The sustainability of public sector pension plans is an issue of great fiscal concern for state and local governments in the United States. According to government reports, state public sector pension plans confront a total unfunded liability of $842 billion. Underfunding of this magnitude presents a serious fiscal problem for individual governments and will require a growing amount of budgetary resources to fund benefit promises to retired workers.
This paper examines the fiscal health of the states, focusing on two worrisome characteristics: an understatement of unfunded pension liabilities and ever-increasing expenditures, driven primarily by health care costs.
This study focuses on public sector benefits costs in the state of New Jersey. Along with several other states, New Jersey’s pension system is badly underfunded and health care and other benefits for public sector workers are entirely unfunded.
Cities across the United States are facing $7 trillion in outstanding pension liabilities. This conference, part of the Anton/Lippitt Conference on Urban Affairs at Brown University, shed light on how municipalities are addressing this financial challenge.
States like California and New York are living off the accumulated capital of past economic freedom. Now that the political tide has turned decisively against economic freedom in those states, they are shedding people and jobs and growing more slowly than the rest of the country. Places like the Dakotas, Carolinas, Oklahoma, and Texas, which have reversed their anti-market policies of the past, represent America’s dynamic economic future.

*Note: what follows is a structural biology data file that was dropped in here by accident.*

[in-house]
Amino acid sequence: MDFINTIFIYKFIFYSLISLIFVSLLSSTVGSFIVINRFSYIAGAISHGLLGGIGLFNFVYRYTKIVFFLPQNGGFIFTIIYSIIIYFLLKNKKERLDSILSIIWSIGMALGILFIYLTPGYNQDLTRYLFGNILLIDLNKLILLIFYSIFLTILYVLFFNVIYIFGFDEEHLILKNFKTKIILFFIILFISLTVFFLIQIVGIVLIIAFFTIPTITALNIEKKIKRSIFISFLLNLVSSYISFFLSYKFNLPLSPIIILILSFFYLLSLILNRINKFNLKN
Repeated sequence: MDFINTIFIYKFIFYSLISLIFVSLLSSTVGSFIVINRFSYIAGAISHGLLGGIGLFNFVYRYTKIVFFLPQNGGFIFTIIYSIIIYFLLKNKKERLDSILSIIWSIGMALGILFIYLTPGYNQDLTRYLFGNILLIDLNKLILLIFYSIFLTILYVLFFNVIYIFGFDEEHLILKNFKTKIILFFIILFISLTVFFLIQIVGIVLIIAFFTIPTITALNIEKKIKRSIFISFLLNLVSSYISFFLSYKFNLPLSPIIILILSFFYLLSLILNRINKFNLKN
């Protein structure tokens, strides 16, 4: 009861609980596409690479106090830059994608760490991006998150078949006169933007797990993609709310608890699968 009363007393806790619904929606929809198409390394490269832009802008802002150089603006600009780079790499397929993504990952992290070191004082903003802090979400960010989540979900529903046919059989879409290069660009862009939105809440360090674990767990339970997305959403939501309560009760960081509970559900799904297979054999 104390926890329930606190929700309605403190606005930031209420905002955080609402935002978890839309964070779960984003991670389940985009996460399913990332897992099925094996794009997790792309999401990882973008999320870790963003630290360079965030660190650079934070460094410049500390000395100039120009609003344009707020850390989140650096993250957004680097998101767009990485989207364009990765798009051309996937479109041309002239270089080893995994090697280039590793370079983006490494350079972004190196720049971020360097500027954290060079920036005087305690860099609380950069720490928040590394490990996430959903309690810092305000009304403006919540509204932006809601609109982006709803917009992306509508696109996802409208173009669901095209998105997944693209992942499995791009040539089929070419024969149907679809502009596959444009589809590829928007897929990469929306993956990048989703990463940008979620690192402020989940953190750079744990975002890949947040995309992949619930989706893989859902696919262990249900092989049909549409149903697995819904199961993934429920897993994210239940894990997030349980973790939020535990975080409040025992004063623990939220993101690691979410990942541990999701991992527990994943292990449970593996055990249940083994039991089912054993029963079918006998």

People follow jobs, and jobs follow freedom. That's one of the main results from the third and much improved edition of the Mercatus Center's "Freedom in the Fifty States: Index of Personal and Economic Freedom."
Google's auto-complete feature has long been a source of amusement, but as a recent feature on BuzzFeed makes clear, it also says a lot about what it's like to live and work in different states in the country.
Several high-profile municipal bankruptcies have drawn attention to the rising tab for public worker benefits, due to undervalued and underfunded pension plans. But some of the biggest recent fiscal emergencies, which have swallowed up the financial resources of Jefferson County, Ala. and now threaten Baltimore and scores of other local and state governments, have another cause: the use of the "too-good-to-be-true" debt instrument—otherwise known as the interest rate swap.
State and local budgets across the nation have a basic accounting problem. The cost of employee benefits is rising fast relative to current revenues. And worse yet, the tab to fund pensions is steeper than government accounts recognize.
As this chart by Mercatus Research Fellow Matthew Mitchell demonstrates, over time, states have increasingly come to rely less on general fund sources and more on federal sources, dedicated sources, and borrowed sources.
Eileen Norcross is a senior research fellow at the Mercatus Center at George Mason University. Her primary research interests include fiscal federalism and institutions, state and local governments, and economic development.